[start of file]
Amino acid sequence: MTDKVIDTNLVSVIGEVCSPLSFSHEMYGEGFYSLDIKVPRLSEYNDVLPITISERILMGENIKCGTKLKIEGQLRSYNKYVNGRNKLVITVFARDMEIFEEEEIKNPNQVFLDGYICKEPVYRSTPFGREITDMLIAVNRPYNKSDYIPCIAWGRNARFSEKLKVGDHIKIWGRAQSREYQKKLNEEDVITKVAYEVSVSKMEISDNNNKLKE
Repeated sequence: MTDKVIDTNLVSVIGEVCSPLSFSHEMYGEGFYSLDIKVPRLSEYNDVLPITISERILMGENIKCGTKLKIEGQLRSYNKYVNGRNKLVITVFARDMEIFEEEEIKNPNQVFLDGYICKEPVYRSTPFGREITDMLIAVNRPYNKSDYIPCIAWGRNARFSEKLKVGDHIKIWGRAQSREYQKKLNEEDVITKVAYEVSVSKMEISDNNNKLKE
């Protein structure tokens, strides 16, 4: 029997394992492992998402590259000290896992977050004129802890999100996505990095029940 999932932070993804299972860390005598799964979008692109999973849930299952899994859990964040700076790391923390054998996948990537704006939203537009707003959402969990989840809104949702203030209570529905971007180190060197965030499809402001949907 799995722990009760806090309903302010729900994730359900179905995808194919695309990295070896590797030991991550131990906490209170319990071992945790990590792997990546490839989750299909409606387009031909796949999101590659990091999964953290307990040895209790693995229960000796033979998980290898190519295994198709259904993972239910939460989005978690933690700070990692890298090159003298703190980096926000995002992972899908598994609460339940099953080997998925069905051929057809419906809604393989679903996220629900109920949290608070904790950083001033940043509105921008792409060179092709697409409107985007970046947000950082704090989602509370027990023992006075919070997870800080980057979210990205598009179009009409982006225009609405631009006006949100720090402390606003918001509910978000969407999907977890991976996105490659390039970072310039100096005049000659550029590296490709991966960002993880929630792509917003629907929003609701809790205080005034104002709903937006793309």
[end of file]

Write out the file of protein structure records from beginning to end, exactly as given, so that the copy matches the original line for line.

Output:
Amino acid sequence: MTDKVIDTNLVSVIGEVCSPLSFSHEMYGEGFYSLDIKVPRLSEYNDVLPITISERILMGENIKCGTKLKIEGQLRSYNKYVNGRNKLVITVFARDMEIFEEEEIKNPNQVFLDGYICKEPVYRSTPFGREITDMLIAVNRPYNKSDYIPCIAWGRNARFSEKLKVGDHIKIWGRAQSREYQKKLNEEDVITKVAYEVSVSKMEISDNNNKLKE
Repeated sequence: MTDKVIDTNLVSVIGEVCSPLSFSHEMYGEGFYSLDIKVPRLSEYNDVLPITISERILMGENIKCGTKLKIEGQLRSYNKYVNGRNKLVITVFARDMEIFEEEEIKNPNQVFLDGYICKEPVYRSTPFGREITDMLIAVNRPYNKSDYIPCIAWGRNARFSEKLKVGDHIKIWGRAQSREYQKKLNEEDVITKVAYEVSVSKMEISDNNNKLKE
């Protein structure tokens, strides 16, 4: 029997394992492992998402590259000290896992977050004129802890999100996505990095029940 999932932070993804299972860390005598799964979008692109999973849930299952899994859990964040700076790391923390054998996948990537704006939203537009707003959402969990989840809104949702203030209570529905971007180190060197965030499809402001949907 799995722990009760806090309903302010729900994730359900179905995808194919695309990295070896590797030991991550131990906490209170319990071992945790990590792997990546490839989750299909409606387009031909796949999101590659990091999964953290307990040895209790693995229960000796033979998980290898190519295994198709259904993972239910939460989005978690933690700070990692890298090159003298703190980096926000995002992972899908598994609460339940099953080997998925069905051929057809419906809604393989679903996220629900109920949290608070904790950083001033940043509105921008792409060179092709697409409107985007970046947000950082704090989602509370027990023992006075919070997870800080980057979210990205598009179009009409982006225009609405631009006006949100720090402390606003918001509910978000969407999907977890991976996105490659390039970072310039100096005049000659550029590296490709991966960002993880929630792509917003629907929003609701809790205080005034104002709903937006793309």